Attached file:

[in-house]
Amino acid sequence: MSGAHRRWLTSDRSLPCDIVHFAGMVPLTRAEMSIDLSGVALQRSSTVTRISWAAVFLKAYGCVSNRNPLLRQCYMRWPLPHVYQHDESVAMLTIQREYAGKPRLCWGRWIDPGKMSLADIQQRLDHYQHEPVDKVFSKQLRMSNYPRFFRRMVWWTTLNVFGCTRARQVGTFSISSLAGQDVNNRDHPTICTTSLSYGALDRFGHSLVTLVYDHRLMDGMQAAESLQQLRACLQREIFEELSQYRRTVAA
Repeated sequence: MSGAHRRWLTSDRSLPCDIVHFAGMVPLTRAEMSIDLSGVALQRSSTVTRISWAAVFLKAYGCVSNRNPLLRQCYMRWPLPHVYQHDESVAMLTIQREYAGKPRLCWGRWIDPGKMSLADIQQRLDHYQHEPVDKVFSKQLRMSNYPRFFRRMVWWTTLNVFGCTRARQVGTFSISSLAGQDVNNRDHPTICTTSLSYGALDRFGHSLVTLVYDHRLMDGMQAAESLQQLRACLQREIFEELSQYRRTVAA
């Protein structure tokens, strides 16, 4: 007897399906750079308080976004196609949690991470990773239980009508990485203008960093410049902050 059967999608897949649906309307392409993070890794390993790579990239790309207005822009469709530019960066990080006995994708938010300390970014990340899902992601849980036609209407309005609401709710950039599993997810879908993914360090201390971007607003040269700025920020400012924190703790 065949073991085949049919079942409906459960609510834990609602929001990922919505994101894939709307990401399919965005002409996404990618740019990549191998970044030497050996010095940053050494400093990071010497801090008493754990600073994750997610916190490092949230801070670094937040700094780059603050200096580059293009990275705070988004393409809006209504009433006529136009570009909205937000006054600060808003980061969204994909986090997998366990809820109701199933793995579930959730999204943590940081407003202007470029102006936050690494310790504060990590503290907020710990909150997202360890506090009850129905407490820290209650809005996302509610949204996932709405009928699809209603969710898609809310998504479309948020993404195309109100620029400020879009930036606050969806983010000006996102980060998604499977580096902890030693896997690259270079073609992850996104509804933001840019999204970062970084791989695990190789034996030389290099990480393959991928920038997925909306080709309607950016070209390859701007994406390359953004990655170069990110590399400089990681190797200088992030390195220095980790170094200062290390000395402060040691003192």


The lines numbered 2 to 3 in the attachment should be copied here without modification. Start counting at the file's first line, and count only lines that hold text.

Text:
Amino acid sequence: MSGAHRRWLTSDRSLPCDIVHFAGMVPLTRAEMSIDLSGVALQRSSTVTRISWAAVFLKAYGCVSNRNPLLRQCYMRWPLPHVYQHDESVAMLTIQREYAGKPRLCWGRWIDPGKMSLADIQQRLDHYQHEPVDKVFSKQLRMSNYPRFFRRMVWWTTLNVFGCTRARQVGTFSISSLAGQDVNNRDHPTICTTSLSYGALDRFGHSLVTLVYDHRLMDGMQAAESLQQLRACLQREIFEELSQYRRTVAA
Repeated sequence: MSGAHRRWLTSDRSLPCDIVHFAGMVPLTRAEMSIDLSGVALQRSSTVTRISWAAVFLKAYGCVSNRNPLLRQCYMRWPLPHVYQHDESVAMLTIQREYAGKPRLCWGRWIDPGKMSLADIQQRLDHYQHEPVDKVFSKQLRMSNYPRFFRRMVWWTTLNVFGCTRARQVGTFSISSLAGQDVNNRDHPTICTTSLSYGALDRFGHSLVTLVYDHRLMDGMQAAESLQQLRACLQREIFEELSQYRRTVAA